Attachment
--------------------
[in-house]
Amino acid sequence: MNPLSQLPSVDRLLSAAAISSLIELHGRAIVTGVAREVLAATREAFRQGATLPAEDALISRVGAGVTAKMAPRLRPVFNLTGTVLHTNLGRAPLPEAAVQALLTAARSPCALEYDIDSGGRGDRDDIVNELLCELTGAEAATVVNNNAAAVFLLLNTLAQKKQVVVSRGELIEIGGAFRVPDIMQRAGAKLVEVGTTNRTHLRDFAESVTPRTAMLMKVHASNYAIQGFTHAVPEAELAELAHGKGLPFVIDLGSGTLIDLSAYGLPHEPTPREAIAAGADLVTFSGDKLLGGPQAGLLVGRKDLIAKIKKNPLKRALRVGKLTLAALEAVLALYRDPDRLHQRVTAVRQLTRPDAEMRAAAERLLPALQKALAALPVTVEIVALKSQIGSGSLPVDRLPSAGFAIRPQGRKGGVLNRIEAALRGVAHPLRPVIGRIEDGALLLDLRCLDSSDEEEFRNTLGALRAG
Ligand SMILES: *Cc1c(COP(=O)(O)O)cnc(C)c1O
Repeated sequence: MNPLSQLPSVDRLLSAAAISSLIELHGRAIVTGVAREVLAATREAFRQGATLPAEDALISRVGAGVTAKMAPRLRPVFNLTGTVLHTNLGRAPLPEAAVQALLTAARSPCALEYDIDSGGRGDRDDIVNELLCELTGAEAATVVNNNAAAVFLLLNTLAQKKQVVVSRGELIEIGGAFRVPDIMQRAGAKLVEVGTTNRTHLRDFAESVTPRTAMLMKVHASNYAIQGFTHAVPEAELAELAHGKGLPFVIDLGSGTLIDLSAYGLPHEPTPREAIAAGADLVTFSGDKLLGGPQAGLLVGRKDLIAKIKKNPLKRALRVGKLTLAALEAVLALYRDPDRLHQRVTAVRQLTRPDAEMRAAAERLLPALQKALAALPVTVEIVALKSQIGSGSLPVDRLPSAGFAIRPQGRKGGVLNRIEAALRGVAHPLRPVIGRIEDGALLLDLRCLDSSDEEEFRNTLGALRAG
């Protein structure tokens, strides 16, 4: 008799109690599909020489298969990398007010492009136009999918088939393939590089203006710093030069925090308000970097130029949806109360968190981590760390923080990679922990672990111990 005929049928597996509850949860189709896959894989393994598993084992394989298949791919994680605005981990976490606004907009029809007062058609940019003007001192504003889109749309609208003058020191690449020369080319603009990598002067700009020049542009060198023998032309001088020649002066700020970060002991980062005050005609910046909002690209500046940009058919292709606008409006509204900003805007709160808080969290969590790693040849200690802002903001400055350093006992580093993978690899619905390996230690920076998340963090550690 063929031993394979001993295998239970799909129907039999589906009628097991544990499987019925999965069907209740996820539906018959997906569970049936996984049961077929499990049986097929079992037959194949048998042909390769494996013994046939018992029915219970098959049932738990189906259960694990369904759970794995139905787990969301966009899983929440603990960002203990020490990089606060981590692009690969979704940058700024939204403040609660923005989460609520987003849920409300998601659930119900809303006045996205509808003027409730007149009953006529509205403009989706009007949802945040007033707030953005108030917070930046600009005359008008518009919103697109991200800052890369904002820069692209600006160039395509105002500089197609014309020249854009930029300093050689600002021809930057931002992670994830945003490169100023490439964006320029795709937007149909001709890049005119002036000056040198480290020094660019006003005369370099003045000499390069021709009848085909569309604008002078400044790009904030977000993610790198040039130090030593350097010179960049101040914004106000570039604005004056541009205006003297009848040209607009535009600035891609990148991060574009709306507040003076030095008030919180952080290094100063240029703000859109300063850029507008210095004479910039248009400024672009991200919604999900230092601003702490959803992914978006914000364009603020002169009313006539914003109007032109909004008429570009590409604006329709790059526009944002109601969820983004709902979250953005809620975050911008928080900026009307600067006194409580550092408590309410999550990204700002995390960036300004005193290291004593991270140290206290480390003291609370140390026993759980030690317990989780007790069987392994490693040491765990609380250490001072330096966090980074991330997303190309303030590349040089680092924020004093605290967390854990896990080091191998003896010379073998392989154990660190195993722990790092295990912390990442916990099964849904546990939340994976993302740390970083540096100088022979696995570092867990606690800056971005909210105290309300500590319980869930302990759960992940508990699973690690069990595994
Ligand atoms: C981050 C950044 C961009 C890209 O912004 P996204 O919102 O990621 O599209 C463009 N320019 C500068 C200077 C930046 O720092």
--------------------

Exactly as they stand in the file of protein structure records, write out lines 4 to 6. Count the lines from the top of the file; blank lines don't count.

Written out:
Repeated sequence: MNPLSQLPSVDRLLSAAAISSLIELHGRAIVTGVAREVLAATREAFRQGATLPAEDALISRVGAGVTAKMAPRLRPVFNLTGTVLHTNLGRAPLPEAAVQALLTAARSPCALEYDIDSGGRGDRDDIVNELLCELTGAEAATVVNNNAAAVFLLLNTLAQKKQVVVSRGELIEIGGAFRVPDIMQRAGAKLVEVGTTNRTHLRDFAESVTPRTAMLMKVHASNYAIQGFTHAVPEAELAELAHGKGLPFVIDLGSGTLIDLSAYGLPHEPTPREAIAAGADLVTFSGDKLLGGPQAGLLVGRKDLIAKIKKNPLKRALRVGKLTLAALEAVLALYRDPDRLHQRVTAVRQLTRPDAEMRAAAERLLPALQKALAALPVTVEIVALKSQIGSGSLPVDRLPSAGFAIRPQGRKGGVLNRIEAALRGVAHPLRPVIGRIEDGALLLDLRCLDSSDEEEFRNTLGALRAG
């Protein structure tokens, strides 16, 4: 008799109690599909020489298969990398007010492009136009999918088939393939590089203006710093030069925090308000970097130029949806109360968190981590760390923080990679922990672990111990 005929049928597996509850949860189709896959894989393994598993084992394989298949791919994680605005981990976490606004907009029809007062058609940019003007001192504003889109749309609208003058020191690449020369080319603009990598002067700009020049542009060198023998032309001088020649002066700020970060002991980062005050005609910046909002690209500046940009058919292709606008409006509204900003805007709160808080969290969590790693040849200690802002903001400055350093006992580093993978690899619905390996230690920076998340963090550690 063929031993394979001993295998239970799909129907039999589906009628097991544990499987019925999965069907209740996820539906018959997906569970049936996984049961077929499990049986097929079992037959194949048998042909390769494996013994046939018992029915219970098959049932738990189906259960694990369904759970794995139905787990969301966009899983929440603990960002203990020490990089606060981590692009690969979704940058700024939204403040609660923005989460609520987003849920409300998601659930119900809303006045996205509808003027409730007149009953006529509205403009989706009007949802945040007033707030953005108030917070930046600009005359008008518009919103697109991200800052890369904002820069692209600006160039395509105002500089197609014309020249854009930029300093050689600002021809930057931002992670994830945003490169100023490439964006320029795709937007149909001709890049005119002036000056040198480290020094660019006003005369370099003045000499390069021709009848085909569309604008002078400044790009904030977000993610790198040039130090030593350097010179960049101040914004106000570039604005004056541009205006003297009848040209607009535009600035891609990148991060574009709306507040003076030095008030919180952080290094100063240029703000859109300063850029507008210095004479910039248009400024672009991200919604999900230092601003702490959803992914978006914000364009603020002169009313006539914003109007032109909004008429570009590409604006329709790059526009944002109601969820983004709902979250953005809620975050911008928080900026009307600067006194409580550092408590309410999550990204700002995390960036300004005193290291004593991270140290206290480390003291609370140390026993759980030690317990989780007790069987392994490693040491765990609380250490001072330096966090980074991330997303190309303030590349040089680092924020004093605290967390854990896990080091191998003896010379073998392989154990660190195993722990790092295990912390990442916990099964849904546990939340994976993302740390970083540096100088022979696995570092867990606690800056971005909210105290309300500590319980869930302990759960992940508990699973690690069990595994
Ligand atoms: C981050 C950044 C961009 C890209 O912004 P996204 O919102 O990621 O599209 C463009 N320019 C500068 C200077 C930046 O720092």